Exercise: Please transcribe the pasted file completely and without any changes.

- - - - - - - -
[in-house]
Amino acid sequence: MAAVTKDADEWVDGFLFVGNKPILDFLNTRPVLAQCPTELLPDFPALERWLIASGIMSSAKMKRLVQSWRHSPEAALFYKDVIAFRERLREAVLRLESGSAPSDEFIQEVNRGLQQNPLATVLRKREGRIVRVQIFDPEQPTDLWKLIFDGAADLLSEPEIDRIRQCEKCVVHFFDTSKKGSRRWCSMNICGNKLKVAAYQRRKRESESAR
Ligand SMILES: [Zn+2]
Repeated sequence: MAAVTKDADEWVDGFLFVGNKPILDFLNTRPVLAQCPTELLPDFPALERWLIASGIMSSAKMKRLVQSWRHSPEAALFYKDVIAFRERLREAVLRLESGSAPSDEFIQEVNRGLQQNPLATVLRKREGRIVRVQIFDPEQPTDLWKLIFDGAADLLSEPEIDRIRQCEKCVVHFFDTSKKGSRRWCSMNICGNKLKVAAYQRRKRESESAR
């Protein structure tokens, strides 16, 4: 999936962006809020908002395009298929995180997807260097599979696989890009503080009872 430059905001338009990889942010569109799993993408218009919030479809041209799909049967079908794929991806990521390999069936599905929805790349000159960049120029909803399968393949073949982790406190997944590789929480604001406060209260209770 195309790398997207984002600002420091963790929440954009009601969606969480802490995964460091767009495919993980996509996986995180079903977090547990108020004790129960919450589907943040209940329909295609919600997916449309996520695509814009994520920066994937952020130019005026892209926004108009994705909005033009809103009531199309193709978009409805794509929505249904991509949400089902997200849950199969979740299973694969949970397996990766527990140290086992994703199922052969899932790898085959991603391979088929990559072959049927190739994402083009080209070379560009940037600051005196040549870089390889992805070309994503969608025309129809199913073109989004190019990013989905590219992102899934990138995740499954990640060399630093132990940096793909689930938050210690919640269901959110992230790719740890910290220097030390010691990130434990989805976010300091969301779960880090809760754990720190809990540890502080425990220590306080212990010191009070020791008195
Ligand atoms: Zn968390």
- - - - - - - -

[in-house]
Amino acid sequence: MAAVTKDADEWVDGFLFVGNKPILDFLNTRPVLAQCPTELLPDFPALERWLIASGIMSSAKMKRLVQSWRHSPEAALFYKDVIAFRERLREAVLRLESGSAPSDEFIQEVNRGLQQNPLATVLRKREGRIVRVQIFDPEQPTDLWKLIFDGAADLLSEPEIDRIRQCEKCVVHFFDTSKKGSRRWCSMNICGNKLKVAAYQRRKRESESAR
Ligand SMILES: [Zn+2]
Repeated sequence: MAAVTKDADEWVDGFLFVGNKPILDFLNTRPVLAQCPTELLPDFPALERWLIASGIMSSAKMKRLVQSWRHSPEAALFYKDVIAFRERLREAVLRLESGSAPSDEFIQEVNRGLQQNPLATVLRKREGRIVRVQIFDPEQPTDLWKLIFDGAADLLSEPEIDRIRQCEKCVVHFFDTSKKGSRRWCSMNICGNKLKVAAYQRRKRESESAR
């Protein structure tokens, strides 16, 4: 999936962006809020908002395009298929995180997807260097599979696989890009503080009872 430059905001338009990889942010569109799993993408218009919030479809041209799909049967079908794929991806990521390999069936599905929805790349000159960049120029909803399968393949073949982790406190997944590789929480604001406060209260209770 195309790398997207984002600002420091963790929440954009009601969606969480802490995964460091767009495919993980996509996986995180079903977090547990108020004790129960919450589907943040209940329909295609919600997916449309996520695509814009994520920066994937952020130019005026892209926004108009994705909005033009809103009531199309193709978009409805794509929505249904991509949400089902997200849950199969979740299973694969949970397996990766527990140290086992994703199922052969899932790898085959991603391979088929990559072959049927190739994402083009080209070379560009940037600051005196040549870089390889992805070309994503969608025309129809199913073109989004190019990013989905590219992102899934990138995740499954990640060399630093132990940096793909689930938050210690919640269901959110992230790719740890910290220097030390010691990130434990989805976010300091969301779960880090809760754990720190809990540890502080425990220590306080212990010191009070020791008195
Ligand atoms: Zn968390």